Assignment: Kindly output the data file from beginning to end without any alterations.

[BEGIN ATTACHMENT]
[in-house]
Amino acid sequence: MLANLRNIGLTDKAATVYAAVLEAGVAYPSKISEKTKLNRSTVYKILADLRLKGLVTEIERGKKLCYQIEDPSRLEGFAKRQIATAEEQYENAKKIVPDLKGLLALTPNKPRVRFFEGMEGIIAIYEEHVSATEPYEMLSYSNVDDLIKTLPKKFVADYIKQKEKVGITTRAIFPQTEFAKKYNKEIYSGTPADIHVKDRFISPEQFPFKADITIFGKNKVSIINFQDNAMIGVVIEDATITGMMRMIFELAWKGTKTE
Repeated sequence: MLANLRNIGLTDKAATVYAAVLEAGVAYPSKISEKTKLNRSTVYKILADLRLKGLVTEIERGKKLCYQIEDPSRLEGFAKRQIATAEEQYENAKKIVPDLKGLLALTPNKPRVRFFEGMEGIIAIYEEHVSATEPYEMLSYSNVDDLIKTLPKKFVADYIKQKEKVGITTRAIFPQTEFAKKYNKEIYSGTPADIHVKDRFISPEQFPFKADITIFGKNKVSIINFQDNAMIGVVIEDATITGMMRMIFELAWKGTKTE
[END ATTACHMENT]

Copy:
[in-house]
Amino acid sequence: MLANLRNIGLTDKAATVYAAVLEAGVAYPSKISEKTKLNRSTVYKILADLRLKGLVTEIERGKKLCYQIEDPSRLEGFAKRQIATAEEQYENAKKIVPDLKGLLALTPNKPRVRFFEGMEGIIAIYEEHVSATEPYEMLSYSNVDDLIKTLPKKFVADYIKQKEKVGITTRAIFPQTEFAKKYNKEIYSGTPADIHVKDRFISPEQFPFKADITIFGKNKVSIINFQDNAMIGVVIEDATITGMMRMIFELAWKGTKTE
Repeated sequence: MLANLRNIGLTDKAATVYAAVLEAGVAYPSKISEKTKLNRSTVYKILADLRLKGLVTEIERGKKLCYQIEDPSRLEGFAKRQIATAEEQYENAKKIVPDLKGLLALTPNKPRVRFFEGMEGIIAIYEEHVSATEPYEMLSYSNVDDLIKTLPKKFVADYIKQKEKVGITTRAIFPQTEFAKKYNKEIYSGTPADIHVKDRFISPEQFPFKADITIFGKNKVSIINFQDNAMIGVVIEDATITGMMRMIFELAWKGTKTE